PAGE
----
The family ‘unit’ is perhaps the foundation that safe and healthy and contributing communities are built on. It is hard to argue with this. It’s time our income tax system was changed to reflect this, and to put more money back in families’ pockets.
Some countries operate an elective tax system where couples can choose to be taxed as a couple rather than as individuals. In other words they file a combined or ‘joint’ income tax return and often end up paying less tax in total due to the way personal marginal tax rates work, and the ‘averaging’ effect that filing as a couple achieves in many cases. One could make a rational argument that perhaps that taxing option should always have been available in New Zealand given the central importance of the family unit, and also on the basis of the real world economics of the family unit (and I am talking about family in the broad sense here – not the ‘nuclear family’ concept I was taught about at school).
I believe it is time to adopt this approach in New Zealand. Such an approach I think would reflect the reality of how many or perhaps most family units operate. This was the view of Peter Dunne, former Minister of Revenue. In fact he had a bill before parliament which proposed a tax credit for couples with children, which was designed to achieve something along the lines of what I have described above – a family being taxed on its ‘family income’, rather than each individual being taxed on their personal/individual income. Mr Dunne’s bill passed its first reading in 2010 and made it to Select Committee but then made it no further and then lapsed in 2017.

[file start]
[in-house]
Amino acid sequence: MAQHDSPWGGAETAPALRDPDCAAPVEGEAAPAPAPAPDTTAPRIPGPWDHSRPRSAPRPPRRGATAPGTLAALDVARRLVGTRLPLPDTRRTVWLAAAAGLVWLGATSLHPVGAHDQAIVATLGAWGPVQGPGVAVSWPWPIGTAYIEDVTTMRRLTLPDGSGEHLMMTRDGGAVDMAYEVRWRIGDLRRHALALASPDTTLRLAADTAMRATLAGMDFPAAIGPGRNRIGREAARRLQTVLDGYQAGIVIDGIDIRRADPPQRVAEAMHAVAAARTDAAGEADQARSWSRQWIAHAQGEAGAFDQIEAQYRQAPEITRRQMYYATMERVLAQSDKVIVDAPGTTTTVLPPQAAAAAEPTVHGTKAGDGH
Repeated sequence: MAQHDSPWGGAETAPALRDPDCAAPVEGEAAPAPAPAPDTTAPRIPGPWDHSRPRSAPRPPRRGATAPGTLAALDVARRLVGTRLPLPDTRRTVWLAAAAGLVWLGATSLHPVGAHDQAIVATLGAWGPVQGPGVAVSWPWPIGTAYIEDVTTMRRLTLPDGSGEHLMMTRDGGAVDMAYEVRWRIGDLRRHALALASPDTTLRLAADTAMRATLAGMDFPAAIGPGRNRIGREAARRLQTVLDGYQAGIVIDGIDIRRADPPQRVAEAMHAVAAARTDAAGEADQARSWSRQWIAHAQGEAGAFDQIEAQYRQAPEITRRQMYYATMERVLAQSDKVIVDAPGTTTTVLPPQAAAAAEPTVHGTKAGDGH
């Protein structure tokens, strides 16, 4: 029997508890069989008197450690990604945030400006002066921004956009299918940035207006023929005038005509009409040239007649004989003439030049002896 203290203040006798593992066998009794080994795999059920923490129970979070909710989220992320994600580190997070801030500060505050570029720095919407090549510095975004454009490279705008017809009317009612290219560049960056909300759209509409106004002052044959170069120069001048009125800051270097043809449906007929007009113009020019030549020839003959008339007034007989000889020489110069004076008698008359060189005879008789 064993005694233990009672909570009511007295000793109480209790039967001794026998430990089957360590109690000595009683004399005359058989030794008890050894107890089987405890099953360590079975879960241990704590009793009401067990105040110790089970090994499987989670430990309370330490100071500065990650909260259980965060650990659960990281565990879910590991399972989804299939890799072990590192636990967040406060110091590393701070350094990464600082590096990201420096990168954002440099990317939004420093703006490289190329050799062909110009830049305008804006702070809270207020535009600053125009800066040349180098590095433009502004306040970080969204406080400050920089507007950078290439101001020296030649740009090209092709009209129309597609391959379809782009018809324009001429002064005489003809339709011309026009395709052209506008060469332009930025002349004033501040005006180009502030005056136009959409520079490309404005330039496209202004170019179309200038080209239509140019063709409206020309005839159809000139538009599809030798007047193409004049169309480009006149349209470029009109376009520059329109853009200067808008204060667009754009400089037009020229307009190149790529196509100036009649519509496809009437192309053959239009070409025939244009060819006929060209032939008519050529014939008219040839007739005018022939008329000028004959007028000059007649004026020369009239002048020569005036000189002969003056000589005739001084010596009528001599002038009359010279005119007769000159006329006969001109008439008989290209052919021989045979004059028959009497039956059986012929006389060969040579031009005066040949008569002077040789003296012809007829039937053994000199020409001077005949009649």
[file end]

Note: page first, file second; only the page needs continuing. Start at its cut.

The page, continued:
One of the hurdles identified in respect of that bill at the time was that supposedly under the Bill Of Rights Act such a law would discriminate against those not in a relationship with children. Really? Please forgive my ignorance – I’m not a lawyer and I’m certainly no expert on the Bill Of Rights, however to a lay person is that really “discrimination”? If so, is Working For Families also discrimination since it is in part based on the number of children you have – the same issue raised in relation to Mr Dunne’s bill?
Putting that aside, I can think of no good reason why a family with a single income earner earning $100,000 should pay significantly more tax than the same family with two income earners earning $50,000 each. Families with one primary income earner are being overtaxed. Now is the perfect time to fix that, put more money in families pockets, and have the tax laws more accurately reflecting how many families operate.